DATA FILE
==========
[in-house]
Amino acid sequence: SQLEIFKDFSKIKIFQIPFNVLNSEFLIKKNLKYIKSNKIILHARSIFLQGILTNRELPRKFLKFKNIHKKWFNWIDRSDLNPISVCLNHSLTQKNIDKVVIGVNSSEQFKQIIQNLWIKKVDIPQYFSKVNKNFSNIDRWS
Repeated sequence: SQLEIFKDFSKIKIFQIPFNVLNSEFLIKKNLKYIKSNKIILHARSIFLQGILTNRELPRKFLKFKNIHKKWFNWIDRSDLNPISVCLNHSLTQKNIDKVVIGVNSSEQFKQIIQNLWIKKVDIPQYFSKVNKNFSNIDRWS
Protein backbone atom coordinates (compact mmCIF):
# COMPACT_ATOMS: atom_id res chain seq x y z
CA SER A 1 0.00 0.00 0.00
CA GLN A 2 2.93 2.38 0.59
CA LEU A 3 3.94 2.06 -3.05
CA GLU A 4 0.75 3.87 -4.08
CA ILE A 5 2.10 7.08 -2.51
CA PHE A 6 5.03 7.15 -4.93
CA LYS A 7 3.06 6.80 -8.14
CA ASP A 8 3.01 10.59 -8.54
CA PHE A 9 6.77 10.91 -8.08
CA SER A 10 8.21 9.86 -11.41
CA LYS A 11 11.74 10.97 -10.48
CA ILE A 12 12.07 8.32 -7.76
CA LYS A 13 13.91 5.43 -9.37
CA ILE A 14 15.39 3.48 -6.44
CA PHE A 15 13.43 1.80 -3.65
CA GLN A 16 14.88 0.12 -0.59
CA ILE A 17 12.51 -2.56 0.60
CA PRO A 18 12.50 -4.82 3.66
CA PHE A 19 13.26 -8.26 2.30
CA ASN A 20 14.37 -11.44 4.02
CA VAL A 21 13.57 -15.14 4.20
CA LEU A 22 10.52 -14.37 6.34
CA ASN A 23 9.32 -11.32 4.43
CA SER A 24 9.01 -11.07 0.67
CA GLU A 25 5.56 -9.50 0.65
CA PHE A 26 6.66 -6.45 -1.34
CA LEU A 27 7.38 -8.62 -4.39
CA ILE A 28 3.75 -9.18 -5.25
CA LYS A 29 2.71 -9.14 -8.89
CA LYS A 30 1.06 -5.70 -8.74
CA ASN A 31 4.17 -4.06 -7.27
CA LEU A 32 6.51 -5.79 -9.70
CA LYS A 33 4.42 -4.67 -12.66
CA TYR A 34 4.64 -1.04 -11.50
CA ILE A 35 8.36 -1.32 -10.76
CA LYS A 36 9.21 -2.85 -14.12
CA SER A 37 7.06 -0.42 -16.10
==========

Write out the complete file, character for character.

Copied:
[in-house]
Amino acid sequence: SQLEIFKDFSKIKIFQIPFNVLNSEFLIKKNLKYIKSNKIILHARSIFLQGILTNRELPRKFLKFKNIHKKWFNWIDRSDLNPISVCLNHSLTQKNIDKVVIGVNSSEQFKQIIQNLWIKKVDIPQYFSKVNKNFSNIDRWS
Repeated sequence: SQLEIFKDFSKIKIFQIPFNVLNSEFLIKKNLKYIKSNKIILHARSIFLQGILTNRELPRKFLKFKNIHKKWFNWIDRSDLNPISVCLNHSLTQKNIDKVVIGVNSSEQFKQIIQNLWIKKVDIPQYFSKVNKNFSNIDRWS
Protein backbone atom coordinates (compact mmCIF):
# COMPACT_ATOMS: atom_id res chain seq x y z
CA SER A 1 0.00 0.00 0.00
CA GLN A 2 2.93 2.38 0.59
CA LEU A 3 3.94 2.06 -3.05
CA GLU A 4 0.75 3.87 -4.08
CA ILE A 5 2.10 7.08 -2.51
CA PHE A 6 5.03 7.15 -4.93
CA LYS A 7 3.06 6.80 -8.14
CA ASP A 8 3.01 10.59 -8.54
CA PHE A 9 6.77 10.91 -8.08
CA SER A 10 8.21 9.86 -11.41
CA LYS A 11 11.74 10.97 -10.48
CA ILE A 12 12.07 8.32 -7.76
CA LYS A 13 13.91 5.43 -9.37
CA ILE A 14 15.39 3.48 -6.44
CA PHE A 15 13.43 1.80 -3.65
CA GLN A 16 14.88 0.12 -0.59
CA ILE A 17 12.51 -2.56 0.60
CA PRO A 18 12.50 -4.82 3.66
CA PHE A 19 13.26 -8.26 2.30
CA ASN A 20 14.37 -11.44 4.02
CA VAL A 21 13.57 -15.14 4.20
CA LEU A 22 10.52 -14.37 6.34
CA ASN A 23 9.32 -11.32 4.43
CA SER A 24 9.01 -11.07 0.67
CA GLU A 25 5.56 -9.50 0.65
CA PHE A 26 6.66 -6.45 -1.34
CA LEU A 27 7.38 -8.62 -4.39
CA ILE A 28 3.75 -9.18 -5.25
CA LYS A 29 2.71 -9.14 -8.89
CA LYS A 30 1.06 -5.70 -8.74
CA ASN A 31 4.17 -4.06 -7.27
CA LEU A 32 6.51 -5.79 -9.70
CA LYS A 33 4.42 -4.67 -12.66
CA TYR A 34 4.64 -1.04 -11.50
CA ILE A 35 8.36 -1.32 -10.76
CA LYS A 36 9.21 -2.85 -14.12
CA SER A 37 7.06 -0.42 -16.10